Jenkins added that they are now able to track the real-time whereabouts of any child through the GPS chips installed in their cell phones.

Body said that in the early days of the program, youths were usually admitted to the program for repeated probation violations related to alcohol and marijuana.

“In the last six months, [prescription drug abuse] has become more of a problem, even with kids already in the program,” she said.

Recent studies conducted by several universities and the Department of Justice have shown that adolescents who successfully complete the program are less likely to commit future crimes and are more likely to stay clean over the years. A DOJ study conducted in Pennsylvania concluded that drug court graduates had a rearrest rate of 5.4 percent, versus a 21.5 percent rearrest rate among the control group. A Southern Methodist University study concluded that for every dollar spent on a drug court, $9.43 in tax dollar savings were realized over a 40-month period.

Special Agent Rich Isaacson of the Drug Enforcement Agency said his agency was in favor of the court program.

“We’re not going to just arrest our way out of the drug problem,” said Isaacson. “We need to look at it from a holistic approach.”

“Overall, I’m happy with the program,” said Ronk. “I’m convinced we’re having a positive impact on these kids. By definition, kids make mistakes. We hopefully plant some seeds that eventually come to fruition. That’s true with about everything we do.”

Webb said the level of success was relative.

“Any time you’re dealing with juveniles you have to judge success differently,” she said.

“When a parent and kid sit down and look at you and say ‘My kid wouldn’t be alive today if it weren’t for you,’ we call that a success,” said Jenkins. “In the long term, it’s also a real bargain for our community. We give the kids that period of time to give their brain a chance to develop normally as opposed to substance abuse.”

“I wish we could expand to take on kids who are at lesser risk [of addiction],” Ronk added. “Like every other agency, we’re limited by financial and human resources. We hope to add another probation officer soon so we can positively impact even more kids.”

For Jenkins, her definition of success is simple.

“I don’t have a dead kid yet,” she said.

source: Mount Vernon News

Holiday Blues

Sunday, December 23, 2007

This is a very difficult time for many teens and young adults. The holidays are supposed to be a time of joy and celebration. Unfortunately, that isn't true for many out there in the world and it can be a very lonely time. If you feel alone and need some help, if you just need to vent or need a friend. We invite you to join us at our teen forum where someone will be there to listen.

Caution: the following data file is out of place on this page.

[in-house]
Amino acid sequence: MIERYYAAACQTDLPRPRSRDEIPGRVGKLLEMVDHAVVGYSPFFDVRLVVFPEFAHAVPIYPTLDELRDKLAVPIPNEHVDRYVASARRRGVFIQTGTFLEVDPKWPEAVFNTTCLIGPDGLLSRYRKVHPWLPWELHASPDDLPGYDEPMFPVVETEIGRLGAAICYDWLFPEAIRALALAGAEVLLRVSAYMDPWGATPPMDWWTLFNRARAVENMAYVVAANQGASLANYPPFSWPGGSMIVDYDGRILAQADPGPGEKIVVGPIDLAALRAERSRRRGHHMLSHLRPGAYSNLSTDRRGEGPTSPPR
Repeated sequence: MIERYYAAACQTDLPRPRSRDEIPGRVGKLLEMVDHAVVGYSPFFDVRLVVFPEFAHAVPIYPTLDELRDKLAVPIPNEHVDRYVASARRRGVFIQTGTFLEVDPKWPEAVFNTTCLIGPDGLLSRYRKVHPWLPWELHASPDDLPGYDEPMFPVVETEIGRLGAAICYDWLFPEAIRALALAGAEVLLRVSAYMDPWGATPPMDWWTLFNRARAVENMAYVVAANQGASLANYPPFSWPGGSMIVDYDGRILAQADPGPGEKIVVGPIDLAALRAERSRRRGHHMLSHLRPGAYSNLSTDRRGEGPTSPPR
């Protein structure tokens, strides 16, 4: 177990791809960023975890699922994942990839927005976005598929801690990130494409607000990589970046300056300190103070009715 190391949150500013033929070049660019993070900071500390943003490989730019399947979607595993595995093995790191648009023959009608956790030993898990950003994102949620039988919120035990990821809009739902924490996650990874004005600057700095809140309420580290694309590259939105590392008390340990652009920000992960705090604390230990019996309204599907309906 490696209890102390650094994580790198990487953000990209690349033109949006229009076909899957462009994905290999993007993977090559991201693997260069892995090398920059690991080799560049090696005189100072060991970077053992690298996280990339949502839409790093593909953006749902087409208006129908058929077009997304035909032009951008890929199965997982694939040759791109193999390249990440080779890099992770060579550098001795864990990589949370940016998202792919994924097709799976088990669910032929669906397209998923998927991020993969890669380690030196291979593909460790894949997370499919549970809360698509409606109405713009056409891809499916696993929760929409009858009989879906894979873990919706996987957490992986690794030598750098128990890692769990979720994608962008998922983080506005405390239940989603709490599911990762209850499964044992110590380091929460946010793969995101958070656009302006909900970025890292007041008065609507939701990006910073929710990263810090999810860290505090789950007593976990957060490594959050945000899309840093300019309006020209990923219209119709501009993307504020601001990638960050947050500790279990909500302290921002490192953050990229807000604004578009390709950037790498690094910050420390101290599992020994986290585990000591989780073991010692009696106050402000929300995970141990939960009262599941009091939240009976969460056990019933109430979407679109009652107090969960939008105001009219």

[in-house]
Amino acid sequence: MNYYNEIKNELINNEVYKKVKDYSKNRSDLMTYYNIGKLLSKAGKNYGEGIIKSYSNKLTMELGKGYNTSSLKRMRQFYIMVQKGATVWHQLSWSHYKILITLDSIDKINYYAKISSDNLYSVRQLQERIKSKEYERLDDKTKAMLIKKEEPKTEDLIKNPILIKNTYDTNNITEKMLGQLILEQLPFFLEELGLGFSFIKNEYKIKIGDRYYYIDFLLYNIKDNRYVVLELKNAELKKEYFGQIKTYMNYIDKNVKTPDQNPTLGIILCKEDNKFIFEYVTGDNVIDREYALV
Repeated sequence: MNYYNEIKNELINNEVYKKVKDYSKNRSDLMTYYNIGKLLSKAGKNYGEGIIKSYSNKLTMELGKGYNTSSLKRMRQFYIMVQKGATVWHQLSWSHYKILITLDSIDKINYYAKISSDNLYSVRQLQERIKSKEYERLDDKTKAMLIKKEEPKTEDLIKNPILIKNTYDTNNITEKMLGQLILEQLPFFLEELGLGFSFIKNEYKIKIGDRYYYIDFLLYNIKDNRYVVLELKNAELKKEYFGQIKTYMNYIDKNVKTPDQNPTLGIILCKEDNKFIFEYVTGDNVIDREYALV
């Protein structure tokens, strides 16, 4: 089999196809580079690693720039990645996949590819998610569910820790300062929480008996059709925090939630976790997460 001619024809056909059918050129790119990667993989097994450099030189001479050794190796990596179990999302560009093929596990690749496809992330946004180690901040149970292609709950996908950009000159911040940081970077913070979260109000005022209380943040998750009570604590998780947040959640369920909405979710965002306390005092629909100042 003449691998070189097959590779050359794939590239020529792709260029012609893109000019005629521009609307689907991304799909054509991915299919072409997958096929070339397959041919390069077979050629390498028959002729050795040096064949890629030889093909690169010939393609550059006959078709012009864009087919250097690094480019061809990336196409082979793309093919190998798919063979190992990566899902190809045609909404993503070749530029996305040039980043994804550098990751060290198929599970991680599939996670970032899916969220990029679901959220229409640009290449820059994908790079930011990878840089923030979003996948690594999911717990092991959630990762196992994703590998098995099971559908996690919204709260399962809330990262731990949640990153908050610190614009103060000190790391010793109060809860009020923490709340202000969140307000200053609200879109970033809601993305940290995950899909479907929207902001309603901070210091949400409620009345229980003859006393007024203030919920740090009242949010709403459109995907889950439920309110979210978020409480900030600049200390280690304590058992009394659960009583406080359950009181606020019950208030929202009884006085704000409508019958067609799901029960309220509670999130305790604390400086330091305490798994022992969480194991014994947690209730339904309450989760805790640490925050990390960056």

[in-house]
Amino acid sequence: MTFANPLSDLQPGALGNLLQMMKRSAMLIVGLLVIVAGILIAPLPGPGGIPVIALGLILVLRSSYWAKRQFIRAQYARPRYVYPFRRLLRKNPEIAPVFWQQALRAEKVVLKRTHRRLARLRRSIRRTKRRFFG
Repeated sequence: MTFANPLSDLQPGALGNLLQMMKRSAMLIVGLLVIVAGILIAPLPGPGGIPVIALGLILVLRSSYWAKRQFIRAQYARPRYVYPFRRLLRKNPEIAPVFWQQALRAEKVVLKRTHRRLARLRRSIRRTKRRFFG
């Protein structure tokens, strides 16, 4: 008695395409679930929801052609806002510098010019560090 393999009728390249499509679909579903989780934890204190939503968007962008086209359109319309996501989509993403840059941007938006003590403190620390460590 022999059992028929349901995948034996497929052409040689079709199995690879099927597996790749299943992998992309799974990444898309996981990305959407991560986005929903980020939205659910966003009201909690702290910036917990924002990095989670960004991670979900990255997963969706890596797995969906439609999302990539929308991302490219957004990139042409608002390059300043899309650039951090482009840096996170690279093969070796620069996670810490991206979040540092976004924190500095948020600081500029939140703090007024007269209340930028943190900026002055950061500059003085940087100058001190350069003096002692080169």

Sober Teens

You don't have to be alone during the holidays! A new year is coming and maybe, just maybe this will be YOUR year!

Happy Holidays to all of you reading!


Tips for Youth Drunk, Drugged Driving Prevention Noted

Saturday, December 22, 2007

HARTFORD - Gov. M. Jodi Rell is reminding parents and teens that it is illegal for anyone under 21 to drink alcohol and any adult to allow parties where underage drinking is occurring.

This reminder comes on the heels of the governor proclaiming the month Drunk and Drugged Driving Prevention Month in Connecticut.

As Connecticut youth face the temptations and pressures of the punchbowl-spiked holidays, two new studies find that teenagers and young adults who binge drink are at increased risk of developing chronic health problems later in life.

"We continue to see the tragic consequences of our youth drinking too much, too soon," said Gov. Rell, co-chairwoman of The Governor's Prevention Partnership.

"Adults need to draw the line against underage drinking, not just for the holidays, but year round. The more we learn of its detrimental effects, the clearer it is that reducing underage drinking should be viewed by all as a public health priority."

In addition to the evolving body of evidence on the detrimental effects of alcohol on still developing brains, new research highlights the long term physical effects of binge drinking on teenagers and young adults.

Youth who binge drink are more likely to develop heart disease, high blood pressure and diabetes as they get older than those who drink moderately or start drinking at a later age. The higher risk was found to remain even if the binge drinking is curtailed later on.

Teenagers who binge drink are also more than twice as likely to become alcoholics by the time they reach 30 than non-binge drinkers.

These findings complement recent studies showing that drinking under the age of 21 can permanently impair the brain, causing memory and attention loss.

"As adults we need to change the way we think of underage drinking, and we need to examine the cues we give to adolescents," said Jill Spineti, president of The Governor's Prevention Partnership.

"Underage drinking, especially the turbo party culture that encourages teens to drink too much, too fast, is only as inevitable as we allow it to be. Parents are the leading influence in the decisions their children make."

The Governor's Prevention Partnership offers tips for parents this holiday weekend and for the upcoming New Year's weekend.

1. Don't relax your rules just because it's the holiday season. Kids still need limits and close monitoring. Expectations may need to be renegotiated or reiterated for college students returning home.

2. If your child attends a party, make sure alcohol will not be served and that partygoers will be properly supervised. Be available to provide a ride home if something unexpected happens.

3. If you leave for a night of celebration, be aware that unsupervised kids are at risk for alcohol use. Set up a reliable method for checking up on your child's whereabouts and activities.